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Why it's been smooth sailing (so far) at Paris climate summit

There's a long history of climate summits devolving into acrimony. Not so in this year's Paris climate talks, at least not yet.

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    French Foreign Minister Laurent Fabius (C), President-designate of COP21, and Secretary of the UN Framework Convention on Climate change Christiana Figueres (L) attend the World Climate Change Conference 2015 (COP21) at Le Bourget, near Paris, France, December 9, 2015.
    Stephane Mahe/Reuters
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No parties have stormed out of meetings. No alternate draft agreements have been leaked. No faux pas have slipped from the lips of sleep-deprived diplomats. The latest draft text agreement from the UN climate talks, released Wednesday afternoon Paris time, still leaves a lot of questions unanswered, but it has earned high marks from diverse constituencies.

Observers and officials say the past week and a half here in suburban Le Bourget has gone surprisingly well – particularly for a process that asks nearly 200 countries to dramatically reshape their economies. It has all culminated in buzz and optimism as a tentative Friday deadline approaches.

There's a long history of climate summits devolving into acrimony, so why has Paris been different up to this point? Experts cite three main reasons:

  1. The hard work is (mostly) already done
    Countries submitted their climate pledges in advance of the summit, which takes a lot of the pressure off of decisions that must be made under a tight deadline. There's no bickering about one another's specific emissions targets. Instead, diplomats are free to focus on the toughest issues that have long thwarted a major global climate agreement. For example, that means energy here is spent on how to finance the plans rather than the exact nature of the plans themselves.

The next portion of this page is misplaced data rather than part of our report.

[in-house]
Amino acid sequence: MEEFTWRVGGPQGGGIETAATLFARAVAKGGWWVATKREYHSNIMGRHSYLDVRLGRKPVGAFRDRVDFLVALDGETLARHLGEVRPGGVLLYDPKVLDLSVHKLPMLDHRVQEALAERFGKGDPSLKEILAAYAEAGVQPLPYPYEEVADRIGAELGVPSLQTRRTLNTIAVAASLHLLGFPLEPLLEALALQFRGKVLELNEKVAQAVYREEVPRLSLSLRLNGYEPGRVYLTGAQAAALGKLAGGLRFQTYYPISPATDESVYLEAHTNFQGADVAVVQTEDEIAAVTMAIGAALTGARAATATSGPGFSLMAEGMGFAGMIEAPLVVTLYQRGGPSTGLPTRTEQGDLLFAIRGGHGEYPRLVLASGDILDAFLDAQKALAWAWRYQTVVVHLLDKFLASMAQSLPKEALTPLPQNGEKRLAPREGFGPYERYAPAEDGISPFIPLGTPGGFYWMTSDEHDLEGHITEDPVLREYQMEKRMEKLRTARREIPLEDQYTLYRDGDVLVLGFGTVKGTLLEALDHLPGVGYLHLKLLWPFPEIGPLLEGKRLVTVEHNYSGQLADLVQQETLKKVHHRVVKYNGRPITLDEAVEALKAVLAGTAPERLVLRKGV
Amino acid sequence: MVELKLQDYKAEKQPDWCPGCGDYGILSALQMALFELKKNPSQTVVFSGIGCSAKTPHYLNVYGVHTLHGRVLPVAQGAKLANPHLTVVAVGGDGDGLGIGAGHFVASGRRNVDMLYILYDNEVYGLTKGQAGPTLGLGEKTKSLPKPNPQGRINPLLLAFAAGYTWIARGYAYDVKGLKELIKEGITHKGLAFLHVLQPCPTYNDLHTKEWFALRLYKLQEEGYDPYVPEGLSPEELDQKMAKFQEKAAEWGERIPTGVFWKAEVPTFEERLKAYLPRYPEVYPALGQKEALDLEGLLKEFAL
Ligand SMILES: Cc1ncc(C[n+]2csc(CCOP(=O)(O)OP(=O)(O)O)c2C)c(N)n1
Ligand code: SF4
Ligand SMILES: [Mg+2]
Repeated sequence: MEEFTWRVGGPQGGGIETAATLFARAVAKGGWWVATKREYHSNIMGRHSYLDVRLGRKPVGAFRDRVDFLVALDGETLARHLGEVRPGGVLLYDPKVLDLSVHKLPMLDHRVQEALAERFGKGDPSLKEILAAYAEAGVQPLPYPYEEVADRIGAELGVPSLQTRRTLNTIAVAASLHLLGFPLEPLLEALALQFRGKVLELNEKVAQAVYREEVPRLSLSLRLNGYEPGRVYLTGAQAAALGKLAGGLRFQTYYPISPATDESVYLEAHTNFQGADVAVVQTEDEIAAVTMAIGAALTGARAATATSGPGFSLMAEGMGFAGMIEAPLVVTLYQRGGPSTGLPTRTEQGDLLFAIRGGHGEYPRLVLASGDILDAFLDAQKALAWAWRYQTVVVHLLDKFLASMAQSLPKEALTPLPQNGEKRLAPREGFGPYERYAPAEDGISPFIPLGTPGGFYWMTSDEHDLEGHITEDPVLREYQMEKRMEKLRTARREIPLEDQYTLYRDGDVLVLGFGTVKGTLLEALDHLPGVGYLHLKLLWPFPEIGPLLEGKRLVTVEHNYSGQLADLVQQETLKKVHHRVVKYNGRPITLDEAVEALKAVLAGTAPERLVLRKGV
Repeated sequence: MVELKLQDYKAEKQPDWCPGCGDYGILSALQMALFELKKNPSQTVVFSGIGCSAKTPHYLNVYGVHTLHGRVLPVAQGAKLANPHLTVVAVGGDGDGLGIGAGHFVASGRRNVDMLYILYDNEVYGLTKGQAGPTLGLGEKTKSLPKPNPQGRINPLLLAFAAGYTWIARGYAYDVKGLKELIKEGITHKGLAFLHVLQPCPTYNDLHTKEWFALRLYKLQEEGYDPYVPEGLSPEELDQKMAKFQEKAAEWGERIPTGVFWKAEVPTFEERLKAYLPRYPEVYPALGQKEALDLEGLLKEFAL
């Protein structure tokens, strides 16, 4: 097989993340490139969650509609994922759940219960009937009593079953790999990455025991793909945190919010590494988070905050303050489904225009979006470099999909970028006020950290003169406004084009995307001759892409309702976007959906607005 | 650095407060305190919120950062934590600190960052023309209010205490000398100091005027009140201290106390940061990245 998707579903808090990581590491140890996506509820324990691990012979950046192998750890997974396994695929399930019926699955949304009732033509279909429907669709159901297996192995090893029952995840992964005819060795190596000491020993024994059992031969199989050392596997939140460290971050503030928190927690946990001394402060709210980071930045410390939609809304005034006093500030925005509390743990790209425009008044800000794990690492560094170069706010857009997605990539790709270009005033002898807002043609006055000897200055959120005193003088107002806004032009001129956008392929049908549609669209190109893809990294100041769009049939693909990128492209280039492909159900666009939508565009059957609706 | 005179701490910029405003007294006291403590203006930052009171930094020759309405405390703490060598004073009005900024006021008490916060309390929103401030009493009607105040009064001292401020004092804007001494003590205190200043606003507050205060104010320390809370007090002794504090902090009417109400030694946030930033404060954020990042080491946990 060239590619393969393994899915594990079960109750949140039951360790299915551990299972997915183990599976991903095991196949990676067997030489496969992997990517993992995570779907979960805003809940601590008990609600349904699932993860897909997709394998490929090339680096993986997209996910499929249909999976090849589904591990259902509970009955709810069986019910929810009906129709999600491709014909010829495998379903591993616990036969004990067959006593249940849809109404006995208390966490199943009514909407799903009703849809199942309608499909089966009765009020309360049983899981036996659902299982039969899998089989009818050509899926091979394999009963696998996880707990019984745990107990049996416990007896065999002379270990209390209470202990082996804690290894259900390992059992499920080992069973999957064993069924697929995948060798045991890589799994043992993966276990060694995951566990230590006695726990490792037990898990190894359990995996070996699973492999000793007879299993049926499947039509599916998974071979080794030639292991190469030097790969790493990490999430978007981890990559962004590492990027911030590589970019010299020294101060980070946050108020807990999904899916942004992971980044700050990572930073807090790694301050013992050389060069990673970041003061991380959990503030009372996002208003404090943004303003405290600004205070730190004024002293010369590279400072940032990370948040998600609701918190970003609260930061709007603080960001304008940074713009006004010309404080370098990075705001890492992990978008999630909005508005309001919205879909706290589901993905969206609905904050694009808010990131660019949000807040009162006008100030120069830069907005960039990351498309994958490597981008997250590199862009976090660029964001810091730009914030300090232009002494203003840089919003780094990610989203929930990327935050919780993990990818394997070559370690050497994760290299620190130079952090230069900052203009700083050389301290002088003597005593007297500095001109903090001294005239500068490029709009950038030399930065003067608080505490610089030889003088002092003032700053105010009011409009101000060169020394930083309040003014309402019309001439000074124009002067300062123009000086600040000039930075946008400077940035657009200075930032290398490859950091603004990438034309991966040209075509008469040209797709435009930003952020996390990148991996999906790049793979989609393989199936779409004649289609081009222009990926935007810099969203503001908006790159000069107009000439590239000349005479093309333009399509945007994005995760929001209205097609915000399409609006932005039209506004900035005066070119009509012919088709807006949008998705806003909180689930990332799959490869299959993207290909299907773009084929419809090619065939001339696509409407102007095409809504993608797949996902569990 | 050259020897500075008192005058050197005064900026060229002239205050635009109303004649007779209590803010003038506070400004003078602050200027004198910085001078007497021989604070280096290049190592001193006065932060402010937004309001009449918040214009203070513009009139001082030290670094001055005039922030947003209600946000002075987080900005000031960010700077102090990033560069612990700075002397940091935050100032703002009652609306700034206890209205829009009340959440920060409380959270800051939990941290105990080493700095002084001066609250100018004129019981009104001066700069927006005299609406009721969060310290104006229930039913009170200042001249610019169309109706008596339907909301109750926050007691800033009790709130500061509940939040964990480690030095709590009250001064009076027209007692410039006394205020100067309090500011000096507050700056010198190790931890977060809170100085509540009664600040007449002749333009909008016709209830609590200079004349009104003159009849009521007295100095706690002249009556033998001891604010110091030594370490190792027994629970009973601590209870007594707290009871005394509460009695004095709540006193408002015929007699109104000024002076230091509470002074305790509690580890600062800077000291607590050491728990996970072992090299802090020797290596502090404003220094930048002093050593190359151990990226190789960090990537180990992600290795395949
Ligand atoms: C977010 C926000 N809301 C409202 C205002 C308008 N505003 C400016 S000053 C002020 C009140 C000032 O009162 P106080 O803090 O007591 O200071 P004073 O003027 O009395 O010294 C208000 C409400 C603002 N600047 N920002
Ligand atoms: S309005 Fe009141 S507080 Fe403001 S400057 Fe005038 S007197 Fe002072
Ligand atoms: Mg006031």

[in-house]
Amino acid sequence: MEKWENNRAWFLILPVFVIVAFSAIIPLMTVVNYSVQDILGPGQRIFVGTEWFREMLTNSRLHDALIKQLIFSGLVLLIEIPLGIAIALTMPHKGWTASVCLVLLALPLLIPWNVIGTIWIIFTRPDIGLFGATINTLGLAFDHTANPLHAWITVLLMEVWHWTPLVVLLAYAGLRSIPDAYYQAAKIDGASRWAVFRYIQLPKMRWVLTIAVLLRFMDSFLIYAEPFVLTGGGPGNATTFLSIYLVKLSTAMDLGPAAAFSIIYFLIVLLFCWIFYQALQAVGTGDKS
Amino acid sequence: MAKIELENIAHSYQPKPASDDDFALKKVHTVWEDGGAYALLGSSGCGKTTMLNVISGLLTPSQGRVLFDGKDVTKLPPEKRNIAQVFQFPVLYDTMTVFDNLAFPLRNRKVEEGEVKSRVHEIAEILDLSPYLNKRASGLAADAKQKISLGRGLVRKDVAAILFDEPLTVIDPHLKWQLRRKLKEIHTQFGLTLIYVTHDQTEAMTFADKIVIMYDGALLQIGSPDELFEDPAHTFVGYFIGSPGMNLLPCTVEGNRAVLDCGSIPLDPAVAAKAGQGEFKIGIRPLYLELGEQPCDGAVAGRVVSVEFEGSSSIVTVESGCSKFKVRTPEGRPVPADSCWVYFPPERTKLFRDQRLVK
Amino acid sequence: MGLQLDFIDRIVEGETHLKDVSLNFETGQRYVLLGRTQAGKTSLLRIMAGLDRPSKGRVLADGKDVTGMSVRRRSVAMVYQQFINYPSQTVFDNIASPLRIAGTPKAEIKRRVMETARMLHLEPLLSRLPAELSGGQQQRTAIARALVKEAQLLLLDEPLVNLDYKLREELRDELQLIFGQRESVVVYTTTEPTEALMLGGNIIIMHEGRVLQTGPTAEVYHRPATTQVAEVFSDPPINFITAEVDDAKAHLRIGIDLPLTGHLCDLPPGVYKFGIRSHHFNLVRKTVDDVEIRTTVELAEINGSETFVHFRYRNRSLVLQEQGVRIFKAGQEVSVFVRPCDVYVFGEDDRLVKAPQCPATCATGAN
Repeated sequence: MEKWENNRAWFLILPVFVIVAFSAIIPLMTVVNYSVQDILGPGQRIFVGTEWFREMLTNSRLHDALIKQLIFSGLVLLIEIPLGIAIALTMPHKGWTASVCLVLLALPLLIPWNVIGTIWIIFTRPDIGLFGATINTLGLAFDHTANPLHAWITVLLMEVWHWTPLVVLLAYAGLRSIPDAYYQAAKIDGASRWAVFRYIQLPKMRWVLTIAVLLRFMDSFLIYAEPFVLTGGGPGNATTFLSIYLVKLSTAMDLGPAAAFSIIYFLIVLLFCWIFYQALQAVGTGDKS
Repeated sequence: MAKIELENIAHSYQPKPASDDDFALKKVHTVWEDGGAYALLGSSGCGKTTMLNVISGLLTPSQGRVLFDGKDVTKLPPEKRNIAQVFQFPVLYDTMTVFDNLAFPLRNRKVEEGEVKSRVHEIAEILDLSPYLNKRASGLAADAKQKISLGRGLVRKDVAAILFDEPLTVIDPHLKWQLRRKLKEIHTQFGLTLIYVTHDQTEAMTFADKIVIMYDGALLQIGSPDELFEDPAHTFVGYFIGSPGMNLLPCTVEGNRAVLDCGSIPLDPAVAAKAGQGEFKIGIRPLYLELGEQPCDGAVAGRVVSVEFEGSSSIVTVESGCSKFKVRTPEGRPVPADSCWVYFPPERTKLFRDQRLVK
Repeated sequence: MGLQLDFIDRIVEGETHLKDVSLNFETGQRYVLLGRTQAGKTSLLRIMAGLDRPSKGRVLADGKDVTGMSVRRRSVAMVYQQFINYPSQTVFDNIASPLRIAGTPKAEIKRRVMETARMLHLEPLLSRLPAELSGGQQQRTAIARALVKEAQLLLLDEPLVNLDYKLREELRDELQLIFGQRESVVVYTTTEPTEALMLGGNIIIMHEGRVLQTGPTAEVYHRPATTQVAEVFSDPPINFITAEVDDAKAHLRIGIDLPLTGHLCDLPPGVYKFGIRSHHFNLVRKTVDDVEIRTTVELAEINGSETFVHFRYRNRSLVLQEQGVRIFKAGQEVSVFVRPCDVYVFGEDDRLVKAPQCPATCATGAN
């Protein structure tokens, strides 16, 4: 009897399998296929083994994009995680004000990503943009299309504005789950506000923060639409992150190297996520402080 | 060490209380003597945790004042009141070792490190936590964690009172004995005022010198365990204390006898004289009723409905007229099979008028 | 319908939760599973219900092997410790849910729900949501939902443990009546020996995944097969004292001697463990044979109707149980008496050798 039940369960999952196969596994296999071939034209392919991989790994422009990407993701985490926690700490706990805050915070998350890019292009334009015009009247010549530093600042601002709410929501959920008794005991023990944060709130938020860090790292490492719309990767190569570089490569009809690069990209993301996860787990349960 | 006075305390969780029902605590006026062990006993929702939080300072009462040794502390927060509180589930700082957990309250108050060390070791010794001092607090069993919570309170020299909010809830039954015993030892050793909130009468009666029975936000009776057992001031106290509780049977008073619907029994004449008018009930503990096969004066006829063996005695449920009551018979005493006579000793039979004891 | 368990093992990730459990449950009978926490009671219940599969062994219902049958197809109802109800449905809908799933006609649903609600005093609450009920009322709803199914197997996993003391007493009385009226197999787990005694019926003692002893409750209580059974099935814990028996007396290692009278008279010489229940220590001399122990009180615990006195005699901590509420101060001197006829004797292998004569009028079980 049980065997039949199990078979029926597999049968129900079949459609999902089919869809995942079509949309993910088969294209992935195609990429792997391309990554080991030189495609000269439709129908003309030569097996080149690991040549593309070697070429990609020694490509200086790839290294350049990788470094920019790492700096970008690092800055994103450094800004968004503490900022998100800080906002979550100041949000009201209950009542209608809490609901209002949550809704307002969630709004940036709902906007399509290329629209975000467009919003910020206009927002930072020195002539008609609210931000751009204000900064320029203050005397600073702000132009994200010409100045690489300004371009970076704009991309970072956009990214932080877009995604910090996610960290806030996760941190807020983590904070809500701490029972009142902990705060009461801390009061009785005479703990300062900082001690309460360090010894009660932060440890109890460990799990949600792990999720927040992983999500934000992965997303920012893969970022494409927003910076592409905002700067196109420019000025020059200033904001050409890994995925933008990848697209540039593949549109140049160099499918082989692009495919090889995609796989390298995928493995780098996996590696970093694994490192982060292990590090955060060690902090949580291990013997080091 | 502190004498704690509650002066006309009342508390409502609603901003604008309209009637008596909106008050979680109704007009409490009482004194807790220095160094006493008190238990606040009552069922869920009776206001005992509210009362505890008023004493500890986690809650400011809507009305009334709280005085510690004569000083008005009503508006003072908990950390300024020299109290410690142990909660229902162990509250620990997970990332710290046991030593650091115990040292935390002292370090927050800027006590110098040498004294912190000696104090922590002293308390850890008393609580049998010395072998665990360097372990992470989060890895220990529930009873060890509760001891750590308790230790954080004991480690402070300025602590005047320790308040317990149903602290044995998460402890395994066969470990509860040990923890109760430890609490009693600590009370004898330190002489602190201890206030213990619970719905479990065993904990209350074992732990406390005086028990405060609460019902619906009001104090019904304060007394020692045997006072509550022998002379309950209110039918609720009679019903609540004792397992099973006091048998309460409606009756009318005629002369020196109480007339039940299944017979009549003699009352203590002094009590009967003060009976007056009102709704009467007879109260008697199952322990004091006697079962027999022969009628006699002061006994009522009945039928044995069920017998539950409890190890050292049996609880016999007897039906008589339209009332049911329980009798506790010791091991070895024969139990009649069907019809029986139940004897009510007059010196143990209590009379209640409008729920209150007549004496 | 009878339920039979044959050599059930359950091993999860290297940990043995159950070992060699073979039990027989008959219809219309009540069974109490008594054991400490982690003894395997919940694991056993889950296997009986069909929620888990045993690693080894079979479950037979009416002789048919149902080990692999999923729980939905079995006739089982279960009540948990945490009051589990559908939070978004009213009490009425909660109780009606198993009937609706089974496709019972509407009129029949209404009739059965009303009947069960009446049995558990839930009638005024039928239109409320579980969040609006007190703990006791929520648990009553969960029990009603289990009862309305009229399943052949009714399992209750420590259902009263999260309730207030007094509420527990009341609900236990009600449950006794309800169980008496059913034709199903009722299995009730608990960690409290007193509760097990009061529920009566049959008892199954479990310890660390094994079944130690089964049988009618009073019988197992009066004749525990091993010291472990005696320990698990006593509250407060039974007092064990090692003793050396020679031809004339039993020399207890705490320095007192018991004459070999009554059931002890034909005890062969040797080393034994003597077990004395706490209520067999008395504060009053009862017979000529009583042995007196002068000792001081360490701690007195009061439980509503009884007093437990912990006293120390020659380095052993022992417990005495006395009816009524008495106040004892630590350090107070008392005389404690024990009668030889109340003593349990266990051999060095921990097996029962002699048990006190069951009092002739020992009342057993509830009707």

2. The French have been adept hosts
    A little known fact about international climate diplomacy: Event planning matters. The failure of the last major climate summit in 2009 has been at least partially blamed on poor communication and management by its Danish hosts. Not so here in Le Bourget, participants say.

    "This is one of the smoothest-run meetings in terms of the process, the lack of procedural arguments, the overwhelming support for the way [French Foreign Minister Laurent Fabius] is conducting these negotiations," says Alden Meyer, director of strategy and policy for the Union of Concerned Scientists. "People just feel they are in good hands."   

  3. Everyone here wants an agreement
    No one here wants Paris to end in failure. They may not agree on everything that should be in the agreement, but the gap between developed nations and developing nations is smaller than ever before. That's because the evidence of the climate change threat has only gotten stronger. The cost of transitioning to cleaner energy has only gotten lower. And the number of parties engaged in the process has only expanded. Almost everyone has put commitments on the table regardless of their standing in the global economic order.

    "[W]e have learned, through the years, that every country needs to take action based on its own assessments and its own capabilities, and those will change over time," US Secretary of State John Kerry said in a speech here Thursday. "So everyone does what they can, coming out of Paris. But no one is forced to do more than is possible."

Still, plenty could go wrong in the 24 to 48 hours that remain in the process. There's a phrase going around here: Nothing is agreed upon until everything is agreed upon.

It's a reminder that no single issue is certain in global climate negotiations until every issue is settled and the gavel falls at the final meeting. 

At this summit, oil-rich nations are uneasy about language that pushes the world closer to a target of 1.5 degrees C warming above pre-industrial levels. Developing nations are still skeptical of pledges to provide financial aid for clean energy and climate adaptation. The US is pushing for more transparent and more frequent reviews of national climate pledges. What’s more, current climate pledges still would allow for a rise in global temperatures that scientists say is dangerous.  

“At the utmost, this has to be a floor from which we very, very, very quickly escalate,” Bill McKibben, a longtime climate activist and cofounder of environmental group 350.org, tells the Monitor.

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